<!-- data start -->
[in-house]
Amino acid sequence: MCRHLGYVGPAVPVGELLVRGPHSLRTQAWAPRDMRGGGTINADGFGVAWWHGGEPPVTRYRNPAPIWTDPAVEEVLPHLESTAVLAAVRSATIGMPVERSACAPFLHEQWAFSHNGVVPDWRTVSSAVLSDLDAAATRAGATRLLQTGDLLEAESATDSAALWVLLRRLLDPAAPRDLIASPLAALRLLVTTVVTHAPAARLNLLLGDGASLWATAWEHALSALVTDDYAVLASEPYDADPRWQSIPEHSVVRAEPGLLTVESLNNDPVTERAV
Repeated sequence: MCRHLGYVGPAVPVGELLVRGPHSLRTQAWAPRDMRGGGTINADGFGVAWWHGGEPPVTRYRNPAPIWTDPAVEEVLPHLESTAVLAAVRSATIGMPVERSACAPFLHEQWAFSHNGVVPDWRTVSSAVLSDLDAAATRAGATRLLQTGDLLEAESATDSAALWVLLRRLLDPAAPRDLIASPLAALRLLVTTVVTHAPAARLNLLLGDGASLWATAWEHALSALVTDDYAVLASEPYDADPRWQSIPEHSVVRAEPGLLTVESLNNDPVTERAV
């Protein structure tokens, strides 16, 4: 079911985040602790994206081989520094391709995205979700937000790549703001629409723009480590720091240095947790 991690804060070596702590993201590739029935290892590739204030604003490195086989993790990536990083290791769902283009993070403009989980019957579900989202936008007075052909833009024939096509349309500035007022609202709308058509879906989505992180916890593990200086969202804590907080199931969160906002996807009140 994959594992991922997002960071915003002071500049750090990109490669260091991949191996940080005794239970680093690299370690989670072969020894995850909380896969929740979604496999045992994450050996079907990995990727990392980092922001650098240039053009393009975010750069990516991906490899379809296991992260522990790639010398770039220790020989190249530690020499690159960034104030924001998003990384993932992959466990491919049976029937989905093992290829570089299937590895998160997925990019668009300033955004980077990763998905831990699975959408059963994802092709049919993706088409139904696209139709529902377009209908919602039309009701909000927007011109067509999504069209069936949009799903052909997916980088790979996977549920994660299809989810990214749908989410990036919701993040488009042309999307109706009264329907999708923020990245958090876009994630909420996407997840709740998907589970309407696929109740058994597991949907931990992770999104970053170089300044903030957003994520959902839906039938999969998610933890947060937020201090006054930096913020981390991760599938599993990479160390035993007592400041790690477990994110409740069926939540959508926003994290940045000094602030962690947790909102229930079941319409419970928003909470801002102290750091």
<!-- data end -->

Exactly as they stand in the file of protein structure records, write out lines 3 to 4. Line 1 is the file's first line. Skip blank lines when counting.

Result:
Repeated sequence: MCRHLGYVGPAVPVGELLVRGPHSLRTQAWAPRDMRGGGTINADGFGVAWWHGGEPPVTRYRNPAPIWTDPAVEEVLPHLESTAVLAAVRSATIGMPVERSACAPFLHEQWAFSHNGVVPDWRTVSSAVLSDLDAAATRAGATRLLQTGDLLEAESATDSAALWVLLRRLLDPAAPRDLIASPLAALRLLVTTVVTHAPAARLNLLLGDGASLWATAWEHALSALVTDDYAVLASEPYDADPRWQSIPEHSVVRAEPGLLTVESLNNDPVTERAV
């Protein structure tokens, strides 16, 4: 079911985040602790994206081989520094391709995205979700937000790549703001629409723009480590720091240095947790 991690804060070596702590993201590739029935290892590739204030604003490195086989993790990536990083290791769902283009993070403009989980019957579900989202936008007075052909833009024939096509349309500035007022609202709308058509879906989505992180916890593990200086969202804590907080199931969160906002996807009140 994959594992991922997002960071915003002071500049750090990109490669260091991949191996940080005794239970680093690299370690989670072969020894995850909380896969929740979604496999045992994450050996079907990995990727990392980092922001650098240039053009393009975010750069990516991906490899379809296991992260522990790639010398770039220790020989190249530690020499690159960034104030924001998003990384993932992959466990491919049976029937989905093992290829570089299937590895998160997925990019668009300033955004980077990763998905831990699975959408059963994802092709049919993706088409139904696209139709529902377009209908919602039309009701909000927007011109067509999504069209069936949009799903052909997916980088790979996977549920994660299809989810990214749908989410990036919701993040488009042309999307109706009264329907999708923020990245958090876009994630909420996407997840709740998907589970309407696929109740058994597991949907931990992770999104970053170089300044903030957003994520959902839906039938999969998610933890947060937020201090006054930096913020981390991760599938599993990479160390035993007592400041790690477990994110409740069926939540959508926003994290940045000094602030962690947790909102229930079941319409419970928003909470801002102290750091």